There are real world examples of success and failure.

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There are real world examples of success and failure.

Post by SaintNuke on Thu Oct 20, 2011 11:19 am

I have a suggestion for anyone who is willing to help research. (TLDR at bottom in bold)

We don't have to reinvent the wheel or start from scratch on any proposal from the declaration. There are real examples of successful and failed systems of every type all over the world. The problem is doing the legwork to find out which systems are the most successful, where their pitfalls are, and what to avoid (judging by failed systems).

Other countries have real working models for success in the areas we'd like to see fixed. There's no reason to ignore the important lessons around us. It would be like building a car from scratch and ignoring a shelf full of books on how to build cars.

Here's an example of countries we can learn from:
1) Education: Finland - Their test scores are the highest in the world.
"Children are actually given very little homework to do. Teachers work about 40% less class hours than US teachers do. Both of these surprised me, but it stands to reason that a happier, friendlier and more effective school environment that does the job well, with less teaching hours and less homework, makes for happier teachers and children."

2) Campaign Finance Reform: Australia, Belgium, Sweden, Austria, Iceland, Denmark, Norway, and the Netherlands - all have over 80% voter participation rate.
Many of them also have what's called "PR" or Proportional Representation.

From accuratedemocracy:

Merits of Proportional Representation

Some merits have been mentioned: PR improves the accuracy, fairness and legitimacy of elections. In the North Carolina case, 4 PR districts of 3 reps each would tend to elect 9 or 10 whites and 2 or 3 blacks.
PR can lessen regionalism because some conservatives can win seats even in the most liberal cities and states.

Women usually win more seats on PR councils than on councils elected by older rules. The U.S. and England, for example, use the ancient plurality rule and only 10% of their reps are women. In contrast, the oldest democracies in Europe use PR rules adopted in the last century and 30% of their reps are women. Nations that use both rules elect more women by PR than by plurality.

Why? Because most parties nominate some women in each PR district to attract particular voters. A party that offers an all-male slate of nominees looks corruptly sexist. But one man campaigning in each one-winner district does not look as sexist. A PR party's slate also may reveal any ethnic or religious bias.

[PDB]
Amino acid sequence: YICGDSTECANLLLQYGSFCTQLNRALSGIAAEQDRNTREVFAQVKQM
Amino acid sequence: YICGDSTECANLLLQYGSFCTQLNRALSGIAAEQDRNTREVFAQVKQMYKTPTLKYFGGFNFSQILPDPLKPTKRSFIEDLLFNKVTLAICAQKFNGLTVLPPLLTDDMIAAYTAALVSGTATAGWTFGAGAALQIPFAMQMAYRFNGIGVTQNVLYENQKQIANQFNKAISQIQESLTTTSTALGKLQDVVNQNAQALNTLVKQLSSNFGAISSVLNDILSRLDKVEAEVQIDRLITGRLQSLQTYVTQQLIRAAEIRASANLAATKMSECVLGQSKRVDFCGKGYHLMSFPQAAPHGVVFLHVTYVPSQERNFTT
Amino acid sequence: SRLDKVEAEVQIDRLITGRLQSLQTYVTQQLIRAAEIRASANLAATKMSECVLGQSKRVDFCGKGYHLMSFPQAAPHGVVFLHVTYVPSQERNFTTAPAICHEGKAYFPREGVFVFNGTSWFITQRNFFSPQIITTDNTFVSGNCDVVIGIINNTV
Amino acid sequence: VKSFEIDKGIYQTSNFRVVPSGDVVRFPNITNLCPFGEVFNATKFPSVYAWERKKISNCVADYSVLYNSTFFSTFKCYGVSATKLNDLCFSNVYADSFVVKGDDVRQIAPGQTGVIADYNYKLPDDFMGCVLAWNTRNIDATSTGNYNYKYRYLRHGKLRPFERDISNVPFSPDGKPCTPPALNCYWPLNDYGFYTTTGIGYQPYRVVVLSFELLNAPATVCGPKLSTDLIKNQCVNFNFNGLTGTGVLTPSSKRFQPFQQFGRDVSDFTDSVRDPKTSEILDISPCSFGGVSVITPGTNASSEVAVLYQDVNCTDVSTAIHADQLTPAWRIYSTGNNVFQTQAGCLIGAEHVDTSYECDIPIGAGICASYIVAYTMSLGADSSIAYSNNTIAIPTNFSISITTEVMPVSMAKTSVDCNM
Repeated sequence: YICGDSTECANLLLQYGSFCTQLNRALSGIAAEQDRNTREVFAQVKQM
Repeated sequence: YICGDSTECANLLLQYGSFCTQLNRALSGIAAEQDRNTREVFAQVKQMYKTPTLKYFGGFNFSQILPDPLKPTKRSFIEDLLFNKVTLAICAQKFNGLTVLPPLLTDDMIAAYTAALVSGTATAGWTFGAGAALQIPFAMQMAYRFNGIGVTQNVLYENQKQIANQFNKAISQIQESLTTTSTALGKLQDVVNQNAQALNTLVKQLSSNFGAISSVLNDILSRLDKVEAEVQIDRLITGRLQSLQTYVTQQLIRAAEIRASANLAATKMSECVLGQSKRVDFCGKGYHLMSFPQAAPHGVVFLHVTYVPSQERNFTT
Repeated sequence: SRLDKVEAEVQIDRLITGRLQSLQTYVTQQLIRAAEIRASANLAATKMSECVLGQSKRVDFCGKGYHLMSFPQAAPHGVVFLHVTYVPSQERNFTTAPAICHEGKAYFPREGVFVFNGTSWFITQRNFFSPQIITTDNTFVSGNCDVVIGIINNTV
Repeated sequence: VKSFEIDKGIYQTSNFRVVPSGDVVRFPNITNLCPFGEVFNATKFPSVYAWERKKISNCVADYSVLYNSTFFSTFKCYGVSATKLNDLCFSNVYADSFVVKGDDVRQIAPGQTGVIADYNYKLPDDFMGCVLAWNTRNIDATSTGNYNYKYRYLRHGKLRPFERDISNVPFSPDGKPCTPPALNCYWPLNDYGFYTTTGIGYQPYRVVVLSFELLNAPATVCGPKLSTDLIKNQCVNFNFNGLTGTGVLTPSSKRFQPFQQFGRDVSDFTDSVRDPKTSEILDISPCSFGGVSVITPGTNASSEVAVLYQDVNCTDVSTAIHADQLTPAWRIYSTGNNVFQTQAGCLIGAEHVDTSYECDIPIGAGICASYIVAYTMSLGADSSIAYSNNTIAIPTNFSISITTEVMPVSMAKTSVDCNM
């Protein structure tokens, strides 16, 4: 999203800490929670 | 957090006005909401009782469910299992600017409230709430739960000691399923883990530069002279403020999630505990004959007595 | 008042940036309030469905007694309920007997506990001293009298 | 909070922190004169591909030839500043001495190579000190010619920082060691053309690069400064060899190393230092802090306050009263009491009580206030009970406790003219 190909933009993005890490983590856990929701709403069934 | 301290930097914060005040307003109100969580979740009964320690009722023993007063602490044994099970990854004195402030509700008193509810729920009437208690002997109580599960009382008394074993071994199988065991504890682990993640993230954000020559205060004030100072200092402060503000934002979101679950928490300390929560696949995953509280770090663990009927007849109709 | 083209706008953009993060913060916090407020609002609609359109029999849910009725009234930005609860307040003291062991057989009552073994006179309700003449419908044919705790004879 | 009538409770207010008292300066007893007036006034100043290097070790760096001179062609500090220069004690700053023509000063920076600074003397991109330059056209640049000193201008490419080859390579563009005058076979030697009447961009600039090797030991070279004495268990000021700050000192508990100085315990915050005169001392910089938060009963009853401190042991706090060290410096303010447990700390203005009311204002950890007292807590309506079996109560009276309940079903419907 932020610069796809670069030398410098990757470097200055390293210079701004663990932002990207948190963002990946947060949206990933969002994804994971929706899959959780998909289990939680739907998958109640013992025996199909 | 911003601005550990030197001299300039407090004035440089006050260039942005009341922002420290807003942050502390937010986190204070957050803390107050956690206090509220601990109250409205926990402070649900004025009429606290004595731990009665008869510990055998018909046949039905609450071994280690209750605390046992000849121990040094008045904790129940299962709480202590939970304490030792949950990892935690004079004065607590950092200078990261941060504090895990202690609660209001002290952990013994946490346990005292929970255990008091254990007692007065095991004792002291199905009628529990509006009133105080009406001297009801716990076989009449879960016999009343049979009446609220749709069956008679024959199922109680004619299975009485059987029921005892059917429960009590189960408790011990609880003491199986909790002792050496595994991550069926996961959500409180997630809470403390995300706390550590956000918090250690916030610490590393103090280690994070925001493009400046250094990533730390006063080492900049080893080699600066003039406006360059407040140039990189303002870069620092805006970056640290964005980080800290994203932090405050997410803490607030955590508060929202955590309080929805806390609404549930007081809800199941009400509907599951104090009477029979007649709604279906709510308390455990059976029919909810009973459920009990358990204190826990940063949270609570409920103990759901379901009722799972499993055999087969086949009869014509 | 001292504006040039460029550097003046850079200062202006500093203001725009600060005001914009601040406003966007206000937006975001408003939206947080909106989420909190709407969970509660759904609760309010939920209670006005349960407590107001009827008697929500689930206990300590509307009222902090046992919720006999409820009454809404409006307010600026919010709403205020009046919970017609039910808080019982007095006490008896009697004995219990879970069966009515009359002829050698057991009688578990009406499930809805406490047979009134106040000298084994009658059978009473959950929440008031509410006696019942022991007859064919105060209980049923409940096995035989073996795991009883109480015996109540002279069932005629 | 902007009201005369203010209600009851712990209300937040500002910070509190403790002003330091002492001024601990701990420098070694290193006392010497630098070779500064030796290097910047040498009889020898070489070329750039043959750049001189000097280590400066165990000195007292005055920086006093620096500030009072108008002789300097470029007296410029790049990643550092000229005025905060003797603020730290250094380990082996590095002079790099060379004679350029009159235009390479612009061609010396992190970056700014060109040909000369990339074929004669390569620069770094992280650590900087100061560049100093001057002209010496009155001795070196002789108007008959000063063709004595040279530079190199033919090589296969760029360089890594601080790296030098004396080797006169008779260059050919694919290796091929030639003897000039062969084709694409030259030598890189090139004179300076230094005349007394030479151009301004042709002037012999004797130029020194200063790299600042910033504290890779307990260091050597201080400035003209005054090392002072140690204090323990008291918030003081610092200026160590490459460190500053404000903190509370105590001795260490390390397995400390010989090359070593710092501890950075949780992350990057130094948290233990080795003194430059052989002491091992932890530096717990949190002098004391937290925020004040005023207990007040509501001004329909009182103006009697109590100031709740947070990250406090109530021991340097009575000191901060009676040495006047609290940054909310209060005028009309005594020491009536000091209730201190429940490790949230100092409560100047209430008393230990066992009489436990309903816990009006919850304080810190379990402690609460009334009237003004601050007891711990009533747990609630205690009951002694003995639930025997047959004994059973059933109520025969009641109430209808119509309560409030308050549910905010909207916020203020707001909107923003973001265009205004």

In a multi-winner district, a woman is not seen as running against a man or against an incumbent. She is likely to be seen as running for her issues and policies.

Women in some PR countries considered starting their own parties. Under plurality rules, new parties divide a side and lead to certain defeat. But PR promptly gives seats to a new party supported by a large minority. This reasonable threat forced the old liberal parties to decide that political experience was not as important as gender balance. They dropped some experienced men to make room for women on their lists of nominees. And they won. They are now incumbents with experience, power and allies.

Inclusive rules elect a broad variety of reps and thus invite a wide range of candidates and issues, attracting a great turnout of voters -- Australians see 90% vote compared with the USA's 50%. Turnout is high also because 83% of the voters help pick the winners.

(The quota for five majority winners is just 50% of each district and thus 50% overall. So at least half of U.S. votes are wasted on winner surpluses or on losers; they do not affect the results. The share of votes needed to win a Senate seat in Australia is only 16.7% for each of five seats; 5 × 16.7% = 83.5%. So in Australia, five ballots out of six are “effective”. That means it turns one of the voter's choices into a rep. High turnouts prove that Australia's ranked ballots are easy and worthwhile.)

Turnout for many U.S. primaries is only 20%. Most voters ignore primaries. But later, many feel the two finalists offer little choice. Indeed, in the “safe seat” districts drawn to favor the liberal or conservative party, there is no choice; that party's nominee is certain to win.

Some forms of PR combine the primary with the general election: Each party offers more nominees than it can elect and voters in the general election decide which nominees are best. A liberal rep must compete against similar reps and challengers for the favor of liberal voters. This lets voters have real choices.

These are just two examples of other countries paving the way with functional, and extremely effective REAL WORLD WORKING MODELS for success. We don't need to hammer each other over details when all we have to do is see if we can find living models for our ideas, and their successes and failures.

Those of us interested in a certain topic come together and research what makes OTHER COUNTRIES so successful in these fields. Perhaps contact people in those systems as advisers to help us shape meaningful, effective changes. Every topic could have a "lessons learned in other countries" thread, where can critique and build.


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Join date : 2011-10-19
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